To achieve this, MetaWatch doesn’t see the Strata as a watch, but a smartphone accessory. It uses the low power Bluetooth 4.0 protocol to connect with an iPhone or Android handset and access their alerts (more of which Apple opens up to third parties with the incoming iOS 6 mobile operating system. On top of what is mentioned above, the Strata can also control music playback, display weather and GPS information, replicate alarms and provide proximity alerts to stop you walking off without your phone (Apple employees take note).

Another clever aspect is that while the Strata has six main buttons (three each side) both they, the display layout and all software updates are handled via the MetaWatch Android and iOS app (being released soon). This is a sample, read the full review @ TrustedReviews

Copyright for all reviews, editorials and features on this site belong to their respective publishers. All samples published on this website are via prior agreement with those publishers and serve to act as a portfolio and centralised location for all my work. Contact me at gordon@gordonkelly.com should you wish to commission me or supply review samples, press releases or arrange meetings. 

Why Technology Companies Can’t Keep A Secret

September 10, 2012 by  
Filed under Features & Editorials

It is in everyone’s interest leaks keep spouting.

 

 

  • By Gordon Kelly
  • 08 September 2012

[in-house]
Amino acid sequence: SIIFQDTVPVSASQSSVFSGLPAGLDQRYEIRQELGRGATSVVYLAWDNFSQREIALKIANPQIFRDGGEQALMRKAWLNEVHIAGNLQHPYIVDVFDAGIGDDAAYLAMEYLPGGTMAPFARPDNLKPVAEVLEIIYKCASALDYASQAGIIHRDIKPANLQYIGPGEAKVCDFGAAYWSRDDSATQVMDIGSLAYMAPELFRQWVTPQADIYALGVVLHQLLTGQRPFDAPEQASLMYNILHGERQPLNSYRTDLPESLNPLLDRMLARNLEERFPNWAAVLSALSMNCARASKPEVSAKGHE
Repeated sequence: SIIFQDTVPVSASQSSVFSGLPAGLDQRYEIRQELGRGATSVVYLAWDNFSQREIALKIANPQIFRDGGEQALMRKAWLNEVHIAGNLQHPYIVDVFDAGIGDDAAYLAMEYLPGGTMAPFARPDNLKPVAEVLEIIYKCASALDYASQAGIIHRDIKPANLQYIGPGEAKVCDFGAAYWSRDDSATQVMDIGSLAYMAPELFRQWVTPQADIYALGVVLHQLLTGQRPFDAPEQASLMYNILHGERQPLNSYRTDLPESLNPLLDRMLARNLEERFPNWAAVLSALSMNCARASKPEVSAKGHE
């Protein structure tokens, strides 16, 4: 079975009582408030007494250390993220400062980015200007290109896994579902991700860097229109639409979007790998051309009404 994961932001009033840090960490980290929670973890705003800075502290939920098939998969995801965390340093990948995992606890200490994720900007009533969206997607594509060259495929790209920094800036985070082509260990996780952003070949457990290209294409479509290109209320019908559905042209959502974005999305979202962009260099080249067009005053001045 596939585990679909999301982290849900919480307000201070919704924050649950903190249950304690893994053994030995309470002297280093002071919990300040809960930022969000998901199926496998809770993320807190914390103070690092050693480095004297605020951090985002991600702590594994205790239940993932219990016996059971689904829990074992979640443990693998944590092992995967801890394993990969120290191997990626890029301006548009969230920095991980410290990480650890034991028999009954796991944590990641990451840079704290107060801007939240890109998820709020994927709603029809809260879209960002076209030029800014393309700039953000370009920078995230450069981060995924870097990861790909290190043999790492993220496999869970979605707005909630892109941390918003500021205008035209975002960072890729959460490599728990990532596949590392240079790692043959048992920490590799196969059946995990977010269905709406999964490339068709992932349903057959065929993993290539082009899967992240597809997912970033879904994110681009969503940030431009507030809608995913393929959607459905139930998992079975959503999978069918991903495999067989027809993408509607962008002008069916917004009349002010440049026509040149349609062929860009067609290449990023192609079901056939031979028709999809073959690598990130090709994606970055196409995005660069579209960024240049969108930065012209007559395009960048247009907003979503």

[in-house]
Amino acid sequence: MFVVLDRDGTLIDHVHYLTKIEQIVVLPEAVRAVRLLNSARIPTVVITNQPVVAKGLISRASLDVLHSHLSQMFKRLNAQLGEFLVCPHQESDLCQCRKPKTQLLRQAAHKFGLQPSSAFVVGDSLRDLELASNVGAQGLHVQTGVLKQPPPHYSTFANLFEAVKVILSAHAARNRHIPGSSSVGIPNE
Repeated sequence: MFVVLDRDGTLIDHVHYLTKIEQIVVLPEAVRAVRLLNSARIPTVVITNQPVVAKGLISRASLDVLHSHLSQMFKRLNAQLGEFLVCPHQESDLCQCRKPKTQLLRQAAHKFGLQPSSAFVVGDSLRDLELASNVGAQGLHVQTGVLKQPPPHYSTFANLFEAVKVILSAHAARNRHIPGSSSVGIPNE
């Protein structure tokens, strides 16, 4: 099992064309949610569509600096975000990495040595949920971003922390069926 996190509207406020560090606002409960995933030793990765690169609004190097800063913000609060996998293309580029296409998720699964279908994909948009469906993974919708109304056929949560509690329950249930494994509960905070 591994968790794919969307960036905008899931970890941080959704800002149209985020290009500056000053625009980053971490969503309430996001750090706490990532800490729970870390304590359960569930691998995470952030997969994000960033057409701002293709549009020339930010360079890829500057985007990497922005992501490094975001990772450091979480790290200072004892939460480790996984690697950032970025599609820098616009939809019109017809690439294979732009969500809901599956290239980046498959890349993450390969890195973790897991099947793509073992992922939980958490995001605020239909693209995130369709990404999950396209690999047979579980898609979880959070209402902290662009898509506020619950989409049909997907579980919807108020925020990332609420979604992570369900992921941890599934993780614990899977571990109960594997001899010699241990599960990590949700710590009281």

“It’s almost here.”

In the last few days Apple told the world it will hold an event on 12 September at the Yerba Buena Center for the Arts in San Francisco. As is par for the course Apple did not disclose the topic of the event, but it attempted to remain mysterious with a looming ‘5’ shadow to imply a new iPhone will be announced…

…except we know it will be announced.

We not only know the iPhone 5 will be announced, we have seen it. Virtually every part of the iPhone 5 has leaked, from the iPhone 5 backplate to the iPhone 5 USB cable. From the iPhone 5 Nano SIM card to the iPhone 5 battery. From the quad-core A6 iPhone 5 processor to the iPhone 5 4-inch screen and front panel. In fact so many parts have leaked we now have a fully assembled iPhone 5 from all the parts – and it switches on. We have been able to run iPhone 5 vs Samsung Galaxy S3 and iPhone 5 vs Nokia Lumia 920 features before the product is even announced. Needless to say we knew about the Samsung Galaxy S3 before launch and the Nokia Lumia 920 in advance as well. Tech companies can no longer keep a secret, but does it really matter?